barriers to practice, and the progress of their at-home
practice. During the 90-min didactic component, participants
were taught to better recognize how stress impacts
them emotionally and physically, and the relationship
between thoughts, feelings, and behaviors. The primary
therapeutic technique used was cognitive restructuring
targeting cognitive appraisals of ongoing stressors. In
contrast to previously studied CBT techniques that target
CFS-specific cognitions and physical deconditioning behaviors,
a specific focus of CBSM is on teaching participants
general stress management skills that they can apply to
ongoing life events as well as CFS-specific stressors. In
addition to cognitive restructuring, they also learned specific
coping skills and interpersonal communication skills such as
assertiveness and anger management, which are designed to
better attract, utilize, and maintain social support, an
important stress moderator. Homework pertaining to session
topics was assigned each week and was collected and
discussed in the subsequent week. Home practice of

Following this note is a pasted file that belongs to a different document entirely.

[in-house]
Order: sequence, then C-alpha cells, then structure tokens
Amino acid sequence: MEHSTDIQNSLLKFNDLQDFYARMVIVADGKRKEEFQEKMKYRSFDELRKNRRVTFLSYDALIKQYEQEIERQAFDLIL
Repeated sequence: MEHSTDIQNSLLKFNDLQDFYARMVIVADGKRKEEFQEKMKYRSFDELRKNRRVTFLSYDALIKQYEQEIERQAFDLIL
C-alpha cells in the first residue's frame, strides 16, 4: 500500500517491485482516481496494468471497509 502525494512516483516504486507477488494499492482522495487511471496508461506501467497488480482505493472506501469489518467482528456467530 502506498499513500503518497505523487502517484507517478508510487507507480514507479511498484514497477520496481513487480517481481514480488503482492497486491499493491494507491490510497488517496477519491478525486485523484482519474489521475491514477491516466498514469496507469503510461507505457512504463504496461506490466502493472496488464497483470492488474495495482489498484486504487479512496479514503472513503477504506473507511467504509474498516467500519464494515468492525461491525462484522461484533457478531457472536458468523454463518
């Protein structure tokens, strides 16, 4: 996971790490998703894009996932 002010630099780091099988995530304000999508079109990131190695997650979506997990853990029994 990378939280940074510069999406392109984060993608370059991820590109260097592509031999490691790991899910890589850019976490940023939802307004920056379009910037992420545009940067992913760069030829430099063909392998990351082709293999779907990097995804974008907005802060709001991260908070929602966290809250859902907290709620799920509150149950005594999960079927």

relaxation techniques was also encouraged. The CBSM
groups were led by a postdoctoral clinical fellow and by
advanced psychology graduate students.
The half-day PE condition summarized many of the strategies from the
12-week CBSM group but in a condensed format. The
seminar was scheduled during the sixth week of the CBSM
group and was run by a clinical postdoctoral fellow.
Participants in both conditions were given a workbook and
three relaxation tapes to practice at home.
 
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It looks to me that they only got statistically significant improvements (none large) because the control group (who got another intervention) got worse on all the measures.

Also, it looks to me like they should have shown the sort of results I'm copying below but didn't do it (i.e. where is the within group analysis?).

A paired t-test would have been better but we don't have that data. However, lots of times one can't do a paired t-test as data is missing for one reason or another.

Maybe I'm missing something?
What sort of statistical analysis did they use - was it some sort of ANOVA? And did they try to calculate an effect size as well as stating significance? I'm somwthing of a Stats novice so my questions may be off target.
 

Dolphin

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What sort of statistical analysis did they use - was it some sort of ANOVA?
F-test. Here's an example:
A significant interaction of TimeGroup emerged for PSS
[F(1, 53)=5.07, P=.028], such that participants in the CBSM
condition experienced greater decreases in perceived stress
from T1 to T2 than participants in the PE group.
And did they try to calculate an effect size as well as stating significance? I'm somwthing of a Stats novice so my questions may be off target.